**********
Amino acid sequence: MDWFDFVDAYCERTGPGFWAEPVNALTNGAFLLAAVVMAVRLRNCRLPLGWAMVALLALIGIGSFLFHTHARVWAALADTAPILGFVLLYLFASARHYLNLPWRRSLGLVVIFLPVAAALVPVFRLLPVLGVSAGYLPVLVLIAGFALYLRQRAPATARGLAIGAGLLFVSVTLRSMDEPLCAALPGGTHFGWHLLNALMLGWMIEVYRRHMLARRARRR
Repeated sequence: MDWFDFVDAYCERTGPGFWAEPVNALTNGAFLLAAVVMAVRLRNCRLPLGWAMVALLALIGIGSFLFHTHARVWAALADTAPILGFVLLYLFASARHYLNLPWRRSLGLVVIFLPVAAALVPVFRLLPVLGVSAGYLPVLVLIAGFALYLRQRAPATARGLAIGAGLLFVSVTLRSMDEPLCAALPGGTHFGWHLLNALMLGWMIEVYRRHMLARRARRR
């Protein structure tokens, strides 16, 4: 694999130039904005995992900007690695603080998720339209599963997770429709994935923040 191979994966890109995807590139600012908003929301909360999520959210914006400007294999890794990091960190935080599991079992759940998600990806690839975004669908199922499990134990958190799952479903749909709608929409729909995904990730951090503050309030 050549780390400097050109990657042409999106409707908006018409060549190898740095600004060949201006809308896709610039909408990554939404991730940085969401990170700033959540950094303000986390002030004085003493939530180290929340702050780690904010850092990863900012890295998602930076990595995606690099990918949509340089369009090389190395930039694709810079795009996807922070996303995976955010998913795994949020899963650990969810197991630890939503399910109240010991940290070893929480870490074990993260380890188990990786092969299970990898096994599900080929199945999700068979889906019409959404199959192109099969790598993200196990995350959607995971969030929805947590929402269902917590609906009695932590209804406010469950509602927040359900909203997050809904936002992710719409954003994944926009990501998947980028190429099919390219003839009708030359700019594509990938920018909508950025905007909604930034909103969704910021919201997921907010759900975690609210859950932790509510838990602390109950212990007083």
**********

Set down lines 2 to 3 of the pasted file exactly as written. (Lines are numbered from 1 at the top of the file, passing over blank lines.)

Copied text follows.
Repeated sequence: MDWFDFVDAYCERTGPGFWAEPVNALTNGAFLLAAVVMAVRLRNCRLPLGWAMVALLALIGIGSFLFHTHARVWAALADTAPILGFVLLYLFASARHYLNLPWRRSLGLVVIFLPVAAALVPVFRLLPVLGVSAGYLPVLVLIAGFALYLRQRAPATARGLAIGAGLLFVSVTLRSMDEPLCAALPGGTHFGWHLLNALMLGWMIEVYRRHMLARRARRR
């Protein structure tokens, strides 16, 4: 694999130039904005995992900007690695603080998720339209599963997770429709994935923040 191979994966890109995807590139600012908003929301909360999520959210914006400007294999890794990091960190935080599991079992759940998600990806690839975004669908199922499990134990958190799952479903749909709608929409729909995904990730951090503050309030 050549780390400097050109990657042409999106409707908006018409060549190898740095600004060949201006809308896709610039909408990554939404991730940085969401990170700033959540950094303000986390002030004085003493939530180290929340702050780690904010850092990863900012890295998602930076990595995606690099990918949509340089369009090389190395930039694709810079795009996807922070996303995976955010998913795994949020899963650990969810197991630890939503399910109240010991940290070893929480870490074990993260380890188990990786092969299970990898096994599900080929199945999700068979889906019409959404199959192109099969790598993200196990995350959607995971969030929805947590929402269902917590609906009695932590209804406010469950509602927040359900909203997050809904936002992710719409954003994944926009990501998947980028190429099919390219003839009708030359700019594509990938920018909508950025905007909604930034909103969704910021919201997921907010759900975690609210859950932790509510838990602390109950212990007083």